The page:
Pothole Detection for the Visually Impaired

An early prototype applies machine learning algorithms to identify uneven surfaces

3 min read
Pothole Detection for the Visually Impaired
Photo: Jeff Sherer/Getty Images

Over the years, researchers and companies have invented plenty of devices to help people with visual impairments avoid objects such as a desk or chair. Many of these gadgets used ultrasonic sensors to detect such hazards. Just to name a few, there was the discontinued Pathsounder (which hung around a person’s neck), the cumbersome NavBelt (worn around the waist), and the wheeled GuideCane.

However, there’s another type of obstacle that lurks underfoot—slight depressions in the ground such as steps, curbs, or divots that can cause a person to stumble or a wheelchair to suddenly turn awry. For these subtle features, most high-tech detection systems don’t work very well.

“There’s nothing in existence that we know of that detects non-protruding hazards,” says Elaine Wong, an electrical engineer at Australia’s University of Melbourne.

With the help of two nonprofit partners and funding from the Ian Potter Foundation, Wong has crafted a prototype for a detection system that uses a camera paired with lasers to spot potholes and other potential surface hazards. It combines image processing with machine learning to analyze a user’s surroundings and provide auditory cues as he or she approaches an uneven surface. Wong presented her work last week at the IEEE International Conference on Communications in Kuala Lumpur, Malaysia.

The project is still very much in development. So far, her prototype correctly identified potholes at least 90 percent of the time in a very small batch of three tests that processed a total of 15 potholes.

In order for the system to truly be useful, she will need to validate these results in many more tests and further improve its accuracy, which she hopes to do by tweaking the parameters of the machine learning algorithms or adjusting the resolution of the lasers. She must also create a real time version since the image processing for the pilot was done offline. Lastly, the lasers she used only work in the dark so she hopes to switch to other lasers in subsequent versions.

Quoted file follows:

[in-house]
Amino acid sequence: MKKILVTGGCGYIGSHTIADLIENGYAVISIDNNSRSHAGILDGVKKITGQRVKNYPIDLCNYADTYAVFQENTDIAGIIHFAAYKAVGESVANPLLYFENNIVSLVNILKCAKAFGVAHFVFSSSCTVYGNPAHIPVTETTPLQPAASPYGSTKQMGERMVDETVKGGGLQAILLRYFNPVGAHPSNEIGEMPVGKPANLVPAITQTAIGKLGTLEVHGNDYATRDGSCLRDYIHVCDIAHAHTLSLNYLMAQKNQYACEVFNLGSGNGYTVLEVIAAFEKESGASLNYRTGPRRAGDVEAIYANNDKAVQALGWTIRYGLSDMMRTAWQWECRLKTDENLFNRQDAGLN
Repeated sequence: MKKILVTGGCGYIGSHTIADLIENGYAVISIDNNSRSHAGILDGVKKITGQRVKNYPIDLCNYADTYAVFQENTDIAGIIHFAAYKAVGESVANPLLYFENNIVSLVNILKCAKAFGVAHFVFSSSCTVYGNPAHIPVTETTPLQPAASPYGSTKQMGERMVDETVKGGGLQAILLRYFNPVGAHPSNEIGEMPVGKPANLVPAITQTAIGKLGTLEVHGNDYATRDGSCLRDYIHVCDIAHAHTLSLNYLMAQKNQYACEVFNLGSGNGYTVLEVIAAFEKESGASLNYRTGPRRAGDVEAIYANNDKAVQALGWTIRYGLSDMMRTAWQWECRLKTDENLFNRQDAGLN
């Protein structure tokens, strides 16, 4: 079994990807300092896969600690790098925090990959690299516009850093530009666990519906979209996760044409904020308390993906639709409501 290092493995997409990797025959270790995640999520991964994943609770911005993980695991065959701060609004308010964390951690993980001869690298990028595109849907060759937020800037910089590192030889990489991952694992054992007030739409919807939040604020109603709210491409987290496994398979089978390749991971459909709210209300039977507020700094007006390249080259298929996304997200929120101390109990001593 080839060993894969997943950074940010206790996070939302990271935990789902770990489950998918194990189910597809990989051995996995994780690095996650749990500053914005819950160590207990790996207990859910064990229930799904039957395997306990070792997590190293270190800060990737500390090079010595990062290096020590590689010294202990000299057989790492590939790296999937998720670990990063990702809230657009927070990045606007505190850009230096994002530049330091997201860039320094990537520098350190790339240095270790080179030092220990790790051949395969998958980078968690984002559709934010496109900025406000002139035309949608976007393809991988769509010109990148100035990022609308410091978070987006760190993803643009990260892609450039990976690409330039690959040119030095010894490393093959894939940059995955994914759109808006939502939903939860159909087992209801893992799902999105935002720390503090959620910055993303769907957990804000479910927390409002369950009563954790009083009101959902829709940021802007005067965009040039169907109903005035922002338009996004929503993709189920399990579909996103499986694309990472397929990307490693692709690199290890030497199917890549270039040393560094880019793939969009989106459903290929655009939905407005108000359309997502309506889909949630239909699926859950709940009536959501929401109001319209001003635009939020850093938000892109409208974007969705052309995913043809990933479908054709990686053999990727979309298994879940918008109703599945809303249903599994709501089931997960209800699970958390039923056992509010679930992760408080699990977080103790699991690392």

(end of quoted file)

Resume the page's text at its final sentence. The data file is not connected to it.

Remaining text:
With her prototype, Wong separately tested two laser patterns as a detection method: one that projects a grid and another in the shape of a crosshair. Her system records the strength of these lasers as they scan the path in front of a user and bounce back to the device. If the path is clear, the laser should return at full strength—assuming a flat surface such as a sidewalk. But if the laser must travel further in certain spots due to a sudden dip, that section of the pattern appears more faint.

A camera (currently a GoPro in HD mode) records the laser patterns at 15 frames per second. To interpret those images, Wong has paired machine learning with image processing. She developed algorithms that can make note of a peculiar deviation in the laser’s pattern and note that blip as a pothole. Her system chimes out “Pothole detected” whenever it spots one. (She considered using vibrational cues to alert users but figured it was easier for the system to just say it out loud.) Analyzing the crosshair pattern led to more accurate results than the grid in her initial tests.

Wong’s goal is to eventually develop an affordable, easy-to-use detection system for surface hazards. “You want it to be fast, you want it to be small, you want it to be low complexity,” she says.

Her first version was designed to be strapped to a walker or a wheelchair because many visually impaired people rely on these aides and it can be hard for them to also handle a guide dog or swing a cane to detect obstacles.

In her mind, the potential market for such a device is huge—the World Health Organization says about 285 million people worldwide have visual impairments. Still, Wong keeps one particular potential user in mind—her son, who was born blind. “Hopefully he’ll be proud of me when this gets off the ground,” she says.

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